Now the results are better with a R-Squared near 0.500. Again, we have the Clippers as one of the outliers at the bottom, further validating that they are skilled in playing good solid defense at the perimeter. The Jazz and the Grizzlies also made an appearance in that same region in large part because of the presence of Tony Allen and George Hill. Similarly, above the trend line features misfit or rebuilding teams, or a little bit of both. Teams such as the Lakers and the Philadelphia 76ers are clearly young and ineffective while the Dallas Mavericks are an overall misfit team with players who don’t complement each other too well on the defensive end.

Now let’s further breakdown the regions. We will start with the relationship between blocks and 2-point field goal attempts, made, and percentage.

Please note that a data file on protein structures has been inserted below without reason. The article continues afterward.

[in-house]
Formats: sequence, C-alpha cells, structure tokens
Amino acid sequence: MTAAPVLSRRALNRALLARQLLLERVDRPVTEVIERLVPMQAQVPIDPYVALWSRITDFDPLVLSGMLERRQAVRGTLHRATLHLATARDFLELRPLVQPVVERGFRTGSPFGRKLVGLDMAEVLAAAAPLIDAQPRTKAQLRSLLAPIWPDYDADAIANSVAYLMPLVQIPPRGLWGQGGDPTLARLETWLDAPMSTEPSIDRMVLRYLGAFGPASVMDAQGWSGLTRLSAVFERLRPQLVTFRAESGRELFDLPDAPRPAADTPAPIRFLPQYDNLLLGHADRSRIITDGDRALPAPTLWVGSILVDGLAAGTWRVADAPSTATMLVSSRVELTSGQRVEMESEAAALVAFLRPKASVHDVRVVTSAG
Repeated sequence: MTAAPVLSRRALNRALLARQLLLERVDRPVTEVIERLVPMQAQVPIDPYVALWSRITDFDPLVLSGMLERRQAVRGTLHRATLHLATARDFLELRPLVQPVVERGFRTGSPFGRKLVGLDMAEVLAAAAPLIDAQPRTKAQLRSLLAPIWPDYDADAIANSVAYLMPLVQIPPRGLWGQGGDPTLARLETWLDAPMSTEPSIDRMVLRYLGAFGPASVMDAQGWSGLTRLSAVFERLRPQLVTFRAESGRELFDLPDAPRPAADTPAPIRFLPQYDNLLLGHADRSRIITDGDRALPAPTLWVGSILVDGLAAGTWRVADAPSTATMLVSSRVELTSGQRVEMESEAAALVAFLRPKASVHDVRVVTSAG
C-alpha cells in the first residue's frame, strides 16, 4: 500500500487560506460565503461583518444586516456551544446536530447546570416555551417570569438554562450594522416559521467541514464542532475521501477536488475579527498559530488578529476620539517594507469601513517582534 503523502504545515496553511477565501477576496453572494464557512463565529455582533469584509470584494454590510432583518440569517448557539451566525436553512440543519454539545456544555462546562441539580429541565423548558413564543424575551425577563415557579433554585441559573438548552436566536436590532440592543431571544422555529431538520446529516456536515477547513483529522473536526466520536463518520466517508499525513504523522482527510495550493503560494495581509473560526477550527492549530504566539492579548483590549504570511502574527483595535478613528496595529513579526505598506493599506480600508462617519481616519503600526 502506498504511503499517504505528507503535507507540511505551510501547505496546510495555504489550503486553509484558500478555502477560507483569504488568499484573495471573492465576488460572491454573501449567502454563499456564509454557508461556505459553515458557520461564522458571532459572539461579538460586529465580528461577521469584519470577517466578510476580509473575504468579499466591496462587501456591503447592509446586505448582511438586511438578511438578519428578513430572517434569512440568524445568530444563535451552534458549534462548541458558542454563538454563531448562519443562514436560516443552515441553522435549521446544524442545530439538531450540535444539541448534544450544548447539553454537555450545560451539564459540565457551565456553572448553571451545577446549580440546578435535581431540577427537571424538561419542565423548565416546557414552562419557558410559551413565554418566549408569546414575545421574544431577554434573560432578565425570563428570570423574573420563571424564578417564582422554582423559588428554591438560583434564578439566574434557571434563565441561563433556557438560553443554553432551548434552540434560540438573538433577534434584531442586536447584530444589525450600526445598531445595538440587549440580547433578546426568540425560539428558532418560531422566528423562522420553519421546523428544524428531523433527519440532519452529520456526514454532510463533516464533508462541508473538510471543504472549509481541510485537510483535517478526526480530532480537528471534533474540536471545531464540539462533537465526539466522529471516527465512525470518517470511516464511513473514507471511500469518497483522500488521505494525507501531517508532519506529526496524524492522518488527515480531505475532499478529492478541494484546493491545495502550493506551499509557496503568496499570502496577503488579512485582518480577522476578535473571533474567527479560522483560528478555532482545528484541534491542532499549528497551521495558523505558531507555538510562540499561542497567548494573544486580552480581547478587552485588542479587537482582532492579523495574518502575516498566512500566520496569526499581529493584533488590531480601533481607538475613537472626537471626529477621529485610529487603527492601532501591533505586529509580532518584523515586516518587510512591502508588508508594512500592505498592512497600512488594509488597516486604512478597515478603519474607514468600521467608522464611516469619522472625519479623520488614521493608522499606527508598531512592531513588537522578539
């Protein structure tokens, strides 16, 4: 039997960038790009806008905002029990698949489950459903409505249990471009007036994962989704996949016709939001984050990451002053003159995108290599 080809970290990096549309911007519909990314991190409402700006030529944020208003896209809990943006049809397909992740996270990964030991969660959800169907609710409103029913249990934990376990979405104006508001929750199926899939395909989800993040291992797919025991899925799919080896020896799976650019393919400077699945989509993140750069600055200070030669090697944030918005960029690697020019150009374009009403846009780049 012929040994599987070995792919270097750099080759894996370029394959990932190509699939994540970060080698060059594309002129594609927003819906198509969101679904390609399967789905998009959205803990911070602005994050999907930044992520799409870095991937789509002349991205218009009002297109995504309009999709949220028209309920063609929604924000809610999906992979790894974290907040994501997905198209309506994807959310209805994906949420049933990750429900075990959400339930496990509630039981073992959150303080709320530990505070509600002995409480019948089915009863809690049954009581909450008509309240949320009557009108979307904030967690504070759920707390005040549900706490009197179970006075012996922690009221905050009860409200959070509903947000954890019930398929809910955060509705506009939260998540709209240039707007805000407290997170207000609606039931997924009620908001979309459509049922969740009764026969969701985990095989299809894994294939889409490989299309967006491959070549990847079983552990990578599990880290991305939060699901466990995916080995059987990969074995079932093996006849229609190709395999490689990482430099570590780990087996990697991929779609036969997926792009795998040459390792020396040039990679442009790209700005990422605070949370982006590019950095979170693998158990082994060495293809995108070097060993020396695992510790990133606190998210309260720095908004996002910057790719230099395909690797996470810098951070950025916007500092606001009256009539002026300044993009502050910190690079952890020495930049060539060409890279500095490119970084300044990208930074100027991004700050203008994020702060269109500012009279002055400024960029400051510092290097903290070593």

The result is pretty poor as teams deviate all over the place. What’s more befuddling is that the pattern suggests more blocks are leading to more shots taken within the 3-point line. Overall, the result is inconclusive.

Next up is the relationship between blocks per game and 2-point field goal made.


There is virtually no relations here as the slope is near horizontal. The Golden State Warriors lead the league in blocks per game at 6.2 while the Lakers are blocking the least at 3.5 blocks per game. In spite of the huge difference in blocks, this doesn’t discourage opponents from making shots within the 2-point line as opponents make an average of 30.7 2-point field goals against the Warriors and 29.5 when playing against the Lakers. However, it is noteworthy that the Memphis Grizzlies are the sole outlier as opponents only make an average of 24.3 shots inside the 3-point line. This may be attributed to the combination of Gasol’s excellent interior defense and the big lineup that clog around the basket which leaves little room to drive and post up.